Is it better to buy a mobile home or a house as a rental?
What's better: to buy as a rental property: a mobile home, or a house?
It's been asked, what's better if I'm holding rental properties. Is it better to buy a mobile home, or better to buy a house? A lot of times the attraction of a mobile home over a home is very much just price-based. People look at it like they can rent this mobile home for $600 a month, and only paying $5,000 for this trailer. So why wouldn't they do that?
Well, there are a couple of reasons why you may or may not want to do this and some things to consider. The first question is, is that home in a park or on a private piece of property? It makes a big difference because a lot of times in mobile home parks:
- 1) They might have stipulations against renting the property out.
- 2) They might have stipulations against selling to somebody outside, selling to the park if you're not selling to an owner/occupant and
- 3) The third thing you have to worry about is, you have to think about how much the lot fees are. The lots are going to be anywhere between maybe $300-$500 a month, depending on what part of the country you're in. This can greatly reduce your net operating income. These are very big expenses to have to put up with when you're only getting maybe $500 or $600 a month for rent.
- 4) The next thing to consider is that a mobile home does not have a deed. It has a title. It's like buying a car, or a truck, or a motor home. So, you're not getting a deed so it's not able to have a mortgage put on it. You're most likely going to have to get private money through an IRA or 401k, or you're going to have to pay cash for it. It's not something that's going to be bankable.
Another issue to consider with a mobile home versus a home is that a mobile home, when they say that you can take depreciation on a house, which has a tax benefit. A mobile home truly depreciates. When you get those old mobile homes, sometimes they just become completely obsolete, where they're not even worth renting anymore. A lot of times mobile home parks won't even allow you to keep them in there. They're going to make them be replaced with new upgraded ones and that's what stops these mobile home parks from looking like a Jerry Springer casting room. So, buying some of these old rusty mobile homes that you can rent out is probably not the best idea.
Now, let's talk about an alternative. There are plenty of areas around the country now. I'm recording this video in almost March of 2021 so it's becoming quickly obsolete, but there are a lot of areas of the country that you can still buy very, very, very affordable true single-family houses that you can rent out. For instance, I'm in the Northeast Ohio Cleveland market and it is not uncommon to buy properties for less than $20,000 that would bring in $700/$800 a month in rent.
That sounds attractive and that is a great rate of return. It is going to be very management-intensive to do that as well as it's going to probably put you in a less than desirable area that does not have appreciation unless it's in a gentrification area. That's going to be coming back sometime soon which is hard to get those houses at $20,000, if it's already been identified as an up-and-coming area. So, I'm not suggesting either one of these is the best idea.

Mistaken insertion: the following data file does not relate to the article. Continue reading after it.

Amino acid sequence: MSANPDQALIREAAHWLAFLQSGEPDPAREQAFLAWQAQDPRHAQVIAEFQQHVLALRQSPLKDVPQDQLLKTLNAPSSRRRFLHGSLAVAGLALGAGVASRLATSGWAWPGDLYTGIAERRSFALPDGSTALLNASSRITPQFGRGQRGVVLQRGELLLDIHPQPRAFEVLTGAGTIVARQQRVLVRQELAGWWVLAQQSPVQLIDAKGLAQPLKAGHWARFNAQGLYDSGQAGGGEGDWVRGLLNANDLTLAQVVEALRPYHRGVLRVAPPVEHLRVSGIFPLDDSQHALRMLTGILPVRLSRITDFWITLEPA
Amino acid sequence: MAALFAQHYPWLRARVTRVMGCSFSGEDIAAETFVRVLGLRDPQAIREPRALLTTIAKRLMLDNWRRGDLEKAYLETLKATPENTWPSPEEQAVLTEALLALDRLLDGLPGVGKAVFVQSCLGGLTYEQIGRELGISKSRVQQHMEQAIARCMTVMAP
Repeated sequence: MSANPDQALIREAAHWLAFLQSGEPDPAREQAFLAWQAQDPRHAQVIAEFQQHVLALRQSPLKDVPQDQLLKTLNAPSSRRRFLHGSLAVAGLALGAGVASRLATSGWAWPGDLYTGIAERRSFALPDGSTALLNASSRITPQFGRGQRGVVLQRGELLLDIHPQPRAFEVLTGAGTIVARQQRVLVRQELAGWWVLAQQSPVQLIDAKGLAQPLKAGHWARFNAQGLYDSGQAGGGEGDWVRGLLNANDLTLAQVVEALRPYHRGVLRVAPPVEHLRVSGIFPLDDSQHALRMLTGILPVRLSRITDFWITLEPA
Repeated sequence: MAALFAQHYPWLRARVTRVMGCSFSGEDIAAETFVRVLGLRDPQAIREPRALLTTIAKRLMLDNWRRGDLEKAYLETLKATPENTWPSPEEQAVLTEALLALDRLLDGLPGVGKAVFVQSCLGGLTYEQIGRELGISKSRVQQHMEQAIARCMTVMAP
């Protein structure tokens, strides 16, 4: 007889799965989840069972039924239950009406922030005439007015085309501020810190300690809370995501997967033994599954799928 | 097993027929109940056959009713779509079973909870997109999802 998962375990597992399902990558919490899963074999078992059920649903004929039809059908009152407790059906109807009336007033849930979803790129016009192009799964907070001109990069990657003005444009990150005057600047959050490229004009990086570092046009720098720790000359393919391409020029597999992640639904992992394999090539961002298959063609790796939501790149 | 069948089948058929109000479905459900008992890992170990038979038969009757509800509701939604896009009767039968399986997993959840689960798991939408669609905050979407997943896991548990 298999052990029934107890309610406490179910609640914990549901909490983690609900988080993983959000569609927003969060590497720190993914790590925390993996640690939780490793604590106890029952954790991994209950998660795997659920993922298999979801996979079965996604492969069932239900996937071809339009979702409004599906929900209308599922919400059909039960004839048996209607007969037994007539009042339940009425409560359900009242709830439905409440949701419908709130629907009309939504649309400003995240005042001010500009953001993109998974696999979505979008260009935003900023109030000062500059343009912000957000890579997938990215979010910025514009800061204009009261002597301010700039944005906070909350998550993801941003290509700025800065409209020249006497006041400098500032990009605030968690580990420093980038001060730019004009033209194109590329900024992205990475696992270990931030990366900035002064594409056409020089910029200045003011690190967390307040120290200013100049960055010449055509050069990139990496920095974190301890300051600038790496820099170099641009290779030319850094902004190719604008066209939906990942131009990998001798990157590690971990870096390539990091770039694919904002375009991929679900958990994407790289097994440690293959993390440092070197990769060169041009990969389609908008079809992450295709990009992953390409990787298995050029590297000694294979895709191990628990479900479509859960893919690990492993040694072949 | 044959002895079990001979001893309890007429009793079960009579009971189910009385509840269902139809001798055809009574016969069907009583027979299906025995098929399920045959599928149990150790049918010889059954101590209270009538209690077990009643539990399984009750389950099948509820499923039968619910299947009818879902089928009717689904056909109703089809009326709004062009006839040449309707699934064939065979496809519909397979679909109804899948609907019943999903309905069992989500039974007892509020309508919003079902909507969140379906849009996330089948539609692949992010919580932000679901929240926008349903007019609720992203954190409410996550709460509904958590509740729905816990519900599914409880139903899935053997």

Here's something that I may suggest in buying rental properties: There are plenty of ways that you can finance rental properties and they come with either owner financing or the private money attached to them. You can put a little bit of money down out of pocket, and you can buy a better house in a better area that is going to have some appreciation. It's going through way less management, headache and you're going to have tenants that probably stay and not destroy the property in the meantime. I doubt if you ever visited the property, you're probably not going to get shot. So, by taking your money and stretching it a little bit, not trying to pay 100% cash for everything that you buy. Sometimes that's a good, easy way to get started because when starting in this business, we're always attracted to the real, real cheap stuff.
The stuff you can buy for absolutely nothing and I can tell you, I've sold that. I have some of that stuff for sale. I can go online, and I can put houses on there for $5,000/ $10,000 that need rehabs in less than desirable areas and I will get people that are very interested in them. However, I know that it's probably going to be difficult to make those properties performing assets unless they are boots on the ground, here working in the area and doing a lot of the work themselves. At that point in time, they really can make quite a bit of money doing it if you have a good team in place or you're doing the work yourself to manage those cheaper assets.
Now to recap because this is about mobile homes versus single-family homes. Looking at some of the rural areas around the country, where there are mobile homes that you can buy on a chunk of land and if you're buying something out on a half an acre plot out in the country. Somewhere that maybe you are getting it for $20,000, then it's a whole different ball game because you're not dealing with the management of a mobile home park, and them saying the rules that you have to play by to have a rental property.
You're more likely to have less riff-raff, because whoever's living there is out by themselves, and they're not trailer on top of the trailer with more drama that's probably attached to that much like a lot of these inner-city properties that the drama gets created because you're packing a lot of people together. I hope that helps you identify the trailer versus the single-family home. Either way, if you have good boots on the ground and you have a little experience or you have some advice from someone that's been there and done that, then you should be okay.